Sunday, August 6, 2006
N.M. Lobbyist Moves to N.H.
By Michael Coleman
Journal Washington Reporter
REPORTER'S NOTEBOOK: MANCHESTER, N.H. Butch Maki, a Santa Fe lobbyist and Bill Richardson loyalist, is spending almost all of his time in New Hampshire these days but insists he's not there to set up a ground operation for Richardson's possible 2008 presidential campaign.
Maki says he's a New Hampshire native and moved home for a while to drum up business for Santa Fe Protective Services, a New Mexico-based security consulting firm run by his daughter.
"I've only been back to Santa Fe two weeks since Memorial Day," Maki told me last week.
Maki attended most of the events during Richardson's recently concluded two-day trip to New Hampshire, the site each year of the nation's first presidential primary. And at each event, Richardson made a point of introducing Maki to the audience.
Formerly Richardson's congressional chief of staff, Maki said he helped set up one event for Richardson in New Hampshire and will tout the governor's credentials for president when asked.
"Of course I do, he's a friend of mine," Maki said. "I get asked about him quite a bit."
Amanda Cooper, Richardson's fundraising chief, and David Contarino, his gubernatorial campaign manager, also denied that Maki was in New Hampshire to lay the groundwork for a Richardson presidential bid. Several key Democrats told me last week they hadn't heard of Maki yet.
"We've got a re-election; we still have to campaign" in New Mexico, Contarino said.
NEW ENGLAND DRIVERS: The state police who serve as Richardson's security detail are known to put the pedal to metal when driving the governor to various events, but they seemed to ease off the gas a little bit last week in New Hampshire.
Although the governor's detail has been clocked doing more than 90 miles per hour on more than one occasion in New Mexico, his driver basically drove the speed limit last week.
Richardson joked (or was he serious?) that his driver didn't speed because New Hampshire's two-lane highways are congested, and a reporter tailed behind them in a rental car everywhere they went.
"I came up from Concord under the speed limit you can't help it," Richardson said at a Friday morning fundraiser for a New Hampshire state Senate candidate in Keene. "I always observe the speed limit. I have an Albuquerque Journal reporter who is following me around, so I've got to be a little restrained."
KEENE CONNECTION: Speaking of Keene, it happens to be the hometown of Rep. Heather Wilson, a New Mexico Republican.
Wilson's bio says she graduated from high school in Keene population 22,000 before heading off to the Air Force Academy. It's a beautiful little town, just like you would imagine on a New England postcard, with stately homes and tree-lined streets.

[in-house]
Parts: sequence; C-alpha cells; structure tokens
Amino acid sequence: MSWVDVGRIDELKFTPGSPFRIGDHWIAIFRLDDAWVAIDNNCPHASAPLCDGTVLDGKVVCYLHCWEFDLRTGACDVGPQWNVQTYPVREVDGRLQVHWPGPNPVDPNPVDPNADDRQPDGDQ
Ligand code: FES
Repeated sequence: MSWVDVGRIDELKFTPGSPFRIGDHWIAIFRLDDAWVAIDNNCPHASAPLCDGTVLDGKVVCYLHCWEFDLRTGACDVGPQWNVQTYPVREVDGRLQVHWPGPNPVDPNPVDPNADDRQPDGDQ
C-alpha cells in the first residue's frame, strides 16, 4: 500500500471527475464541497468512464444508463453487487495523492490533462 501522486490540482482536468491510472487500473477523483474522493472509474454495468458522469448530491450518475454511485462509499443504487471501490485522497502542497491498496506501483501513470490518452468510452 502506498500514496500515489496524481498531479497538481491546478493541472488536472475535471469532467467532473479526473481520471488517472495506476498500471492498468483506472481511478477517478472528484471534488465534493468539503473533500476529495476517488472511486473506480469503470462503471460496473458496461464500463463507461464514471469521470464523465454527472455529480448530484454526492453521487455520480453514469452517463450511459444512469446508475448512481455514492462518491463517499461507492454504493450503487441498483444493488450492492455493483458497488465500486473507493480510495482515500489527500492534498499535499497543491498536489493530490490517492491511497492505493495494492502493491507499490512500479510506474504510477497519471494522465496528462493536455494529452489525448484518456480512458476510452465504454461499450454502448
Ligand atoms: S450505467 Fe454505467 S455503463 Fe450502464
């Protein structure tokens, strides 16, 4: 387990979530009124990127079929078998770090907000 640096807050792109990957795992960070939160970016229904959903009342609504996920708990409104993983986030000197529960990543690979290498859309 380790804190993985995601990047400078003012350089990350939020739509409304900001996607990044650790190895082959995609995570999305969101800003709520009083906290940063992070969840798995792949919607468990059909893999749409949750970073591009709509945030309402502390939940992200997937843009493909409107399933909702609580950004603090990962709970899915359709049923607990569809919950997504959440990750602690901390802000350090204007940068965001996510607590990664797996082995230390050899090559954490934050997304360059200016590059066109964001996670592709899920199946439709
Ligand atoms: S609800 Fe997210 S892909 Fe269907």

At the fundraiser, a woman who declined to be identified said Wilson "still has a lot of friends here and returns from time to time."
THE HORSE WEIGHS IN: Presidential handicappers have said that one of Richardson's potential liabilities could be his, um, profile. Traditional wisdom says Americans like their candidates svelte, not portly.
Richardson joked about his size during appearances around New Hampshire last week.
At one stop Richardson said radio host Don Imus likes to tease him about his weight.
"He thinks I weigh too much, and he's right," Richardson said while discussing Imus' influence on American politics.
Later, Richardson said he likes to ride his horse, Sundance, when he's not governing. But Sundance isn't always as enthusiastic as the governor about the rides.
"After I ride him a while he says, 'All right, Guv, get off. You're a little heavy,' '' Richardson said, laughing.
TAKE A BREAK, BILL: During one of last week's appearances, Richardson said he wakes up, listens to the news and gets depressed. Well, one woman in the audience an artist of some renown in New Hampshire told him he should turn off the TV.
"I'm sorry, governor, but you're in a rut," said Anne Stoltz. "You need poetry, you need to take a walk in our woods or in the mountains in your beautiful state."
Richardson seemed taken aback by the comment, but recovered, after admitting he actually could use some poetry in his life.
"You're right I'm already depressed at 7 a.m., but I'm also energized to make a change, and as a governor you can really do good things," Richardson replied.
TRAVELING LIGHT: The only state employee making the trip to New Hampshire with Richardson last week was a single state police officer, who served as his driver and security detail. Also making the trip from New Mexico were Cooper, his political director, and Contarino, his re-election campaign manager.
The trip was paid for by the Democratic Governors Association, Richardson's office said.